Camille Henrot and writer Estelle Hoy on the chimerical architecture of bridging mediums
On the occasion of “Jus d’Orange,” a collaborative exhibition by Henrot and Hoy on view at the Institute of Contemporary Arts, Milan, through November 25, Ursula presents a conversation between the artist and the writer, accompanied by a portfolio of new paintings made for the show by Henrot.
Randy Kennedy: You two have known each other and have done pieces reacting to each other’s work for several years now. Since you live on separate continents and both travel quite a lot, I’m wondering how you keep up the connection and the conversation.
Estelle Hoy: Camille and I have quite divergent approaches to thinking about art, but despite working across different mediums, we share a similar working style. We are constantly communicating about various ideas and artistic propositions, yet our conversations are intertwined with bizarre facts and very random threads. Quite easily, we’ll begin a phone exchange about our collaborative project, Jus d’Orange, that evolves (or devolves) in numerous other directions, pulling in a lot of seemingly unrelated subjects: the behavior of sloths, the secret life of rats, Jacques Lacan’s psychoanalytic literature, Hélène Cixous’ writing, environmental injustice, an acerbic TV series that we’re writing together about the art world. It’s almost like clang associations, when words go together purely because of sound, not meaning. [Laughter.] It’s all mostly done with urgency, as though if we slow down, something might slip through the cracks. We started working together when Camille was still based in Berlin before moving back to New York City, which has its own secret rat life. The nature of our work frequently takes us to different countries, which is why much of our creative bandying is mediated by technology. I like how mishaps in language or lapses of intelligibility become starting points of their own, and I think we both enjoy auto-corrects, double-entendres, and their hilarious ramifications. For example, I recently told Camille about an Instagram post I’d made about my latest work, which had been published in the same literary publication alongside a writer who had recently won the Nobel Prize for Literature. I meant to write “with the great such-and-such,” but in crazy jet lag, I wrote, “the late, great.” By the time I was back on Instagram, I’d started an international rumor that this famous person had died! A total disaster. I think we both find these types of linguistic tumbles humorous.
Camille Henrot: Before we met in person, I had read Estelle’s essay “Ça m’est égal: The Involution of Desire” in Mousse Magazine. I was very troubled and intrigued by it. I felt a great intimacy with the tone of the writing, the idea and even the main image that went along with it (a painting of a fox running in the snow). It felt like it had been written by a sister from unknown parents, as if another Camille had written it. A bit like in Marcel Aymé’s book Les Sabines, in which the main character can’t make decisions in her life, and every time she is forced to make a decision, she separates into another person. I even used Estelle’s phrase as a title for one of my drawings. She and I come from different cultures, and we don’t always agree on things, but we share a similar disregard for hierarchy and filters. We both operate in a rhizomatic manner that may seem scattered from the outside, but isn’t. The connections operate underground; some of them we make visible and others we don’t. Our conversations were often happening through different channels (Instagram, WhatsApp, email, phone, voice messages, shared Google Docs), which fits our multiple personalities. “I contain multitudes.” Who said that? Whitman, I think. We both have a strong “resistance to permanence, order, closure” (a great phrase about New York City written by the late Janet Malcolm in a 2014 profile of David Salle for The New Yorker, discussed in Brian Dillon’s book Suppose a Sentence). Estelle and I meet and converge, sometimes through telepathic serendipity.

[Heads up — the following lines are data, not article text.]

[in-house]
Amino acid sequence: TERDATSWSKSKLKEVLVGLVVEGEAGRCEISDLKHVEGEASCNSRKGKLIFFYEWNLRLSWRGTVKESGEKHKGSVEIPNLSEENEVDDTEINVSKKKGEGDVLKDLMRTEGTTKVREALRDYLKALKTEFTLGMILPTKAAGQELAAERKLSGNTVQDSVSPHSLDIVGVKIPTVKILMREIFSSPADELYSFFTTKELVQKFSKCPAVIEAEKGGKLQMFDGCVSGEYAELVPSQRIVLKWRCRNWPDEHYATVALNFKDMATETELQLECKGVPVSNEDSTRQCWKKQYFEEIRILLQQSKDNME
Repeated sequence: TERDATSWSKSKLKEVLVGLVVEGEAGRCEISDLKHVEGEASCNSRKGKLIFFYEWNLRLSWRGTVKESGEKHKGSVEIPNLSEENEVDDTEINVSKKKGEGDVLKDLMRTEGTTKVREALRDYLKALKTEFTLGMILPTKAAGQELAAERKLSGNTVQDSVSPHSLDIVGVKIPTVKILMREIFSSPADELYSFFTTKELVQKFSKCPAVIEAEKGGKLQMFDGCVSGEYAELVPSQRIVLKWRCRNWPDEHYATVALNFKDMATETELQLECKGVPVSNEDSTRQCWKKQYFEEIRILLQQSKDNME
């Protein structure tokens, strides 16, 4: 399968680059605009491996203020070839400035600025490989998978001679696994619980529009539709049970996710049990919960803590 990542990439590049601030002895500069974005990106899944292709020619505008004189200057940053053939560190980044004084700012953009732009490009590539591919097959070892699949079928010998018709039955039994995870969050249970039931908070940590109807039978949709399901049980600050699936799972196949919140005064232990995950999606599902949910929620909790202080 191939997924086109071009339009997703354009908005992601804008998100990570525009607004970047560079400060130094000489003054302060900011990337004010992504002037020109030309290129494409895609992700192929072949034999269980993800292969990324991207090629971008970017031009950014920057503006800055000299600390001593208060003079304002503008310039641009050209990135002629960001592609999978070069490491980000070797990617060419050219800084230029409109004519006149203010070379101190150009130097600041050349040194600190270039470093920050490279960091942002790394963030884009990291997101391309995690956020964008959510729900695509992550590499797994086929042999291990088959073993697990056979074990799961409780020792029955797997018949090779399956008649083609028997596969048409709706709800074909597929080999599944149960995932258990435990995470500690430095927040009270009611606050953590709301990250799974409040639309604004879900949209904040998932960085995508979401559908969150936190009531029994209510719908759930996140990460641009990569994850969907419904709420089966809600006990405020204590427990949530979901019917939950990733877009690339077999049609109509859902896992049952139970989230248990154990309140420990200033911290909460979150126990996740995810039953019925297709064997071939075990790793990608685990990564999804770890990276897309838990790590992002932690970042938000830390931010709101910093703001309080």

RK: There’s a level of existential angst that moves through “Jus d’Orange” that’s almost palpable and definitely chaotic. At the same time, there is a dryness of humor that creates some reprieve. How important was humor in the development of the exhibition?
CH: When I met Estelle it felt like dry earth meeting the rain. She was using words I didn’t understand, jumping from one topic to another in a way that totally made sense to me and helped me make sense of myself. Our mother tongues are different, and we both think faster than we type, so sometimes our exchanges lead to brilliant nonsense and hilarious misunderstandings. This was during the pandemic in Berlin when everything was closed. I had broken my wrist. The city was very un-sunny. The feelings of powerlessness and impotence at that time were overwhelming. It was in this context that our conversation started. An orange is sweet and sour, like humor, and also a symbol for the sun, the South, our longing for the sun in the endless Berlin winters, among other things.
EH: There is a need to approach tender, depressing topics and existential matters with a level of humor. One of the unraveling sections in the book component of the exhibition includes the text we worked on together for a show at Kamel Mennour, Paris, in 2022. Camille developed fantastic, hilarious paintings about etiquette, manners and slippages of language. In response, I cooked up some words presented in a humor-filled way:
Roland Barthes—a man of the cloth— reminded me that some things are simply unviable, and all annulments can be substituted with art. I tend to believe people.
Ugh. My Psychic Promised I’d Be Dead By Now
When I look at Camille’s work for “Jus d’Orange,” I see the same cynical tongue-in-cheek essence that brings deathly somnolence to life. One artwork depicts a Nietzsche-influenced Dracula-woman dressed in a tuxedo with a kind of lobster claw for a hand. [Laughs.] Camille presents a kind of annulment of complex/painful topics by underscoring them with hilarity. The Dracula-woman in the accompanying text is an existentially defeated, uneasy character, but Camille’s iteration nullifies fangs and dead gods through visual absurdity.
RK: Do you use chaos and discombobulation in the work as a way of annulling feeling?
EH: I’m all about annulling feelings. I don’t know if I’d agree that the chaos serves this purpose specifically, but I certainly think our aesthetic disconnection is a way of calculating a space where there’s a failure of control or coherency. I was recently reading the artist Amy Sillman’s book Faux Pas (2022) about her interest in the underdog, the dropout, the annulled. She talks about the weight of colors (literally) and how some colors are accessible only to the rich; cadmium red, she points out, costs the same amount as an ounce of the best caviar. She also references Benjamin, who argued that color is the very essence of childhood imagination, a form of innocence that can subvert the logic of capitalism. Camille’s paintings honor these questions about weight through the tones of orange. Each work appears to weigh a different amount; shades unravel in light and heavy variations of a single color: vinegary orange juice; blood navel oranges; spiraling, washed-out saffron, and golden marmalade.